A schoolboy was shot with an airgun leaving a .22 pellet was lodged in his forehead just above his left eye.
A schoolboy was shot with an airgun leaving a .22 pellet was lodged in his forehead just above his left eye. Reuters

Connor Minto was shot in the head, leaving him with a .22 pellet lodged in his forehead, just above his left eye, as he waited on the sidelines to play in a football match.

The 11-year-old was a substitute in an under-12s game between Chester-le-Street Town and Coxhoe, played at the Hermitage Academy when he was injured around midday on Saturday.

Detective Constable Andy Froggatt told the Newcastle Chronicle: "Connor was standing next to the nets with some other boys watching a nearby rugby game when he felt what he thought was a stone hit his head.

"He ran to his dad because he could feel blood and his dad could see that a .22 pellet was lodged in Connor's forehead just above his left eye.

"This was a very serious incident. The photos clearly show how nasty the injury was, but it could have been much worse if the pellet had hit the Connor's eye.

"His dad took him to the RVI hospital where the pellet was removed and he received stitches.

"Thankfully Connor is recovering well now, but he was extremely upset by what happened.

Horrific injury of Durham schoolboy shot with an airgun
Horrific injury of Durham schoolboy shot with an airgun Durham Police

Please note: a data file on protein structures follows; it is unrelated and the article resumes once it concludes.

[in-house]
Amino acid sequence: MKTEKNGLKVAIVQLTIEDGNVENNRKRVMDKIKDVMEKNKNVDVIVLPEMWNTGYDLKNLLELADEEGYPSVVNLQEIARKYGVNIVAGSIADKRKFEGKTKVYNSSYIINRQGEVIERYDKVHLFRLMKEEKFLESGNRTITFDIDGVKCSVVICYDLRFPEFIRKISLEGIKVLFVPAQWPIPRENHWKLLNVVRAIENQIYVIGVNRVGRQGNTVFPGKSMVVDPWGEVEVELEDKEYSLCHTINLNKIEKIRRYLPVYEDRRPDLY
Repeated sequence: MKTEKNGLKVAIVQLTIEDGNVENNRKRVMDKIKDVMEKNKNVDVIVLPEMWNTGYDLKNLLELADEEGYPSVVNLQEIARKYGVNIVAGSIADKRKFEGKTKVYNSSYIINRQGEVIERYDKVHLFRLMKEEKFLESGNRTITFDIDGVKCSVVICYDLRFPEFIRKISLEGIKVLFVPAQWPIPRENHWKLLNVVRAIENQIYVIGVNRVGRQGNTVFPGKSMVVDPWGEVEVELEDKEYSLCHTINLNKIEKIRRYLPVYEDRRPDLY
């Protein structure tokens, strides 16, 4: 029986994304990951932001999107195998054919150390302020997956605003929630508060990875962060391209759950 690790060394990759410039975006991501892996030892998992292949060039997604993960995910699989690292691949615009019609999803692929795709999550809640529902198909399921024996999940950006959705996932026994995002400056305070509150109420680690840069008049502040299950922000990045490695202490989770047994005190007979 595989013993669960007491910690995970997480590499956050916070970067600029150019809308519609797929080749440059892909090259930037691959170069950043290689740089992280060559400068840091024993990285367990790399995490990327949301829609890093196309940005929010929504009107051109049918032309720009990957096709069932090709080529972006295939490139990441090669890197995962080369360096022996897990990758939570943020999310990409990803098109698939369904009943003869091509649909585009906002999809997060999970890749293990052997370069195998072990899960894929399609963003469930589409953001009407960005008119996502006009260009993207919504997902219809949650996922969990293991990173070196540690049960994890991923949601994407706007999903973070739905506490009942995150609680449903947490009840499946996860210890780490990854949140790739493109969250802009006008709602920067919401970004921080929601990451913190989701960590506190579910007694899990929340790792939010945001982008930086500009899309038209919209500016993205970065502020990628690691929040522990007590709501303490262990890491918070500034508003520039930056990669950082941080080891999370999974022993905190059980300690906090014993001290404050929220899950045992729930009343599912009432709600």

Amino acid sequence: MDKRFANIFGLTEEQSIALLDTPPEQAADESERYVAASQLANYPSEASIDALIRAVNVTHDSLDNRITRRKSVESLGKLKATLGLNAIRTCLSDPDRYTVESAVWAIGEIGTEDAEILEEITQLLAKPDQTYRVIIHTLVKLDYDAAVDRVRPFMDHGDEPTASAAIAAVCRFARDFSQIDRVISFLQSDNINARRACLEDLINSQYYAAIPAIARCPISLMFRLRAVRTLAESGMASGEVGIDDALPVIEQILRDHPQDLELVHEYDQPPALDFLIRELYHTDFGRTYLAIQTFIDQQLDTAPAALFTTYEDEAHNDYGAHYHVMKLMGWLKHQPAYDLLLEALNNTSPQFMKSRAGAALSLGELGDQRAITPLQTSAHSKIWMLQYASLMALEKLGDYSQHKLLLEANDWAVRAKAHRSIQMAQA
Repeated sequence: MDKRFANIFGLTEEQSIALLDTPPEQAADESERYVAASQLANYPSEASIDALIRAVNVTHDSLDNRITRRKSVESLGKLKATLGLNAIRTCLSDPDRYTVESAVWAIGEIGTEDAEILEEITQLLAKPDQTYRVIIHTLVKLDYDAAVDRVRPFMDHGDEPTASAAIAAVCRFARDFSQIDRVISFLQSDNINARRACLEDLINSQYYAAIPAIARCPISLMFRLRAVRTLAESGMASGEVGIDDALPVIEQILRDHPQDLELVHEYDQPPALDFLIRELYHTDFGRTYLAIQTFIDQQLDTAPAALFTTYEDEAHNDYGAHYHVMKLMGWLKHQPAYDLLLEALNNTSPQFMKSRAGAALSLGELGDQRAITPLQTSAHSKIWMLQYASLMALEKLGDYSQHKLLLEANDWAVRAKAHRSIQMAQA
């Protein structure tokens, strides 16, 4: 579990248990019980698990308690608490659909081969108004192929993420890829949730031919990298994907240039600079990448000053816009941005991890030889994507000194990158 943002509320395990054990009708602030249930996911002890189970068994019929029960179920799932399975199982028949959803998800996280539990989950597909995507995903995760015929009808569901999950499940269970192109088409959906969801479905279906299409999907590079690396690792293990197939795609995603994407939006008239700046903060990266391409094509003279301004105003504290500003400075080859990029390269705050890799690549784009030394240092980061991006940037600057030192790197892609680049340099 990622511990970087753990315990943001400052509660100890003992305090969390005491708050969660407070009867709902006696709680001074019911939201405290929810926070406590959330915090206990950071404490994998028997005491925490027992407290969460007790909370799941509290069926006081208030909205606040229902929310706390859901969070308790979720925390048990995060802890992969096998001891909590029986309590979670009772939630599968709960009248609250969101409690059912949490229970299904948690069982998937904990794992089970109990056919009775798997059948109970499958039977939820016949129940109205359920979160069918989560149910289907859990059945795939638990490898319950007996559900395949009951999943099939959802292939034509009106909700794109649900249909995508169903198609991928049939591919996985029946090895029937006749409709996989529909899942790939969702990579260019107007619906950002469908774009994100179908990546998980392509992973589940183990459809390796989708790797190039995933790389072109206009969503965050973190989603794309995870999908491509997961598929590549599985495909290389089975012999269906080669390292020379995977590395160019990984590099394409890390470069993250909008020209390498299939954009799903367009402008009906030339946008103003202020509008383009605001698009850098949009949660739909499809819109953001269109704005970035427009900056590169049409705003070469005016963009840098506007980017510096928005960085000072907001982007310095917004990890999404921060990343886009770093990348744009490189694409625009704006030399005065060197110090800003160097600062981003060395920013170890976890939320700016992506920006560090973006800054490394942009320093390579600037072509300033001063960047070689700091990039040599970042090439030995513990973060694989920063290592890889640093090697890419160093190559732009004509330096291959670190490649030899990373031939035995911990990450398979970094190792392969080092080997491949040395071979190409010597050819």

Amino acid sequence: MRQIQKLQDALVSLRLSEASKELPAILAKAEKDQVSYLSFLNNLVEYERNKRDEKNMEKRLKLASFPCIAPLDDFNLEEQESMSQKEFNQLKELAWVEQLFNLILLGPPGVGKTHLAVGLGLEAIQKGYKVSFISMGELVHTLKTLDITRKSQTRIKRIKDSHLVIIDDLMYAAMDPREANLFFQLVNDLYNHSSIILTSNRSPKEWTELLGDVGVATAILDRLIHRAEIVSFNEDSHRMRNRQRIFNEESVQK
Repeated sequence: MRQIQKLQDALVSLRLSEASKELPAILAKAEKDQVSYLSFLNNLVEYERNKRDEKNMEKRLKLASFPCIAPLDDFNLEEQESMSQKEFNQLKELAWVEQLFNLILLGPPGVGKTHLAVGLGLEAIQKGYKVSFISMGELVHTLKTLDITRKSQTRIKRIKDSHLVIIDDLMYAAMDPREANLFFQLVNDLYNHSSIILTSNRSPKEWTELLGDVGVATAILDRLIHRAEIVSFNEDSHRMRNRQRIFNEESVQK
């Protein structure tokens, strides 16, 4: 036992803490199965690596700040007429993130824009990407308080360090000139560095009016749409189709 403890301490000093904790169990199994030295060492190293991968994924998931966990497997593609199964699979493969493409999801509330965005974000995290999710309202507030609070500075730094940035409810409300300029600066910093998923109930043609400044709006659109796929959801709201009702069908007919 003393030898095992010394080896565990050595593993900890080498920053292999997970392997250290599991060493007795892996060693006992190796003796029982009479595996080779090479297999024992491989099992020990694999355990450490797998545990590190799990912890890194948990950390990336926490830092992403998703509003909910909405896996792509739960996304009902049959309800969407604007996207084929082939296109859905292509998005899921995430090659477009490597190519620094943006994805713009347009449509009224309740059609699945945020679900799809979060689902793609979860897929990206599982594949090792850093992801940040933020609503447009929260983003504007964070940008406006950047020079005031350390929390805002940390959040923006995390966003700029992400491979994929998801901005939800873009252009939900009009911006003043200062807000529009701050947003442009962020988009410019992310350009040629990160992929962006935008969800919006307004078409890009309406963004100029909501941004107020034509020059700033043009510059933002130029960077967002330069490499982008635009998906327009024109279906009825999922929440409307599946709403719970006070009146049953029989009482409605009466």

"We are appealing to anyone who was at the football or rugby games that were being played on Saturday and witnessed the incident to contact police.

"We'd also like to remind people about the dangers of using air weapons in public places. If anyone needs any advice on this subject, particularly in relation to the laws around children using air weapons, please contact police."

Three 14-year-old boys from the Chester-le-Street area have been arrested in connection with the incident and bailed pending further inquiries.

His mother, Kerry Minto, said her son didn't initially understand what had happened, thought he was going to die.

She told the Mirror: "He felt like he had been hit by a stone so he turned to his friend and asked him what had happened.

"His friend said told him he had a bullet in his head. At that point he didn't know it was a pellet, so he told us he thought he was going to die.

"Physically he has recovered from the incident but mentally he is terrified. He is scared to go out and he now sticks by me or his dad's side.

"He is worried he might have been specifically targeted. He knows the police have arrested people but he also knows they are not still locked up in the police station. He's scared if he goes out again they might attack again.

"I dread to think what could have happened if it would have been an inch or so lower - it would have changed his whole life.

"I think a lot of people aren't aware how dangerous air rifles can be. It's important that children are not left unsupervised with them."

It is estimated that there are four million air rifles in the UK. There have been calls for stricter regulation of handguns. Dr Mark Stringer of the department of paediatric surgery at St James', told the BBC: "Air weapons are capable of inflicting serious and potentially fatal injury in children.

"Several measures to reduce air weapon injuries have been suggested.

"These include stricter legislation on the ownership and use of air weapons, promoting awareness of their hazards by wider education of the public, parents and retailers, and restricting use to supervised target ranges.

"It is time for a co-ordinated approach from the public, police, sporting organisations, manufacturers, and retailers, and politicians."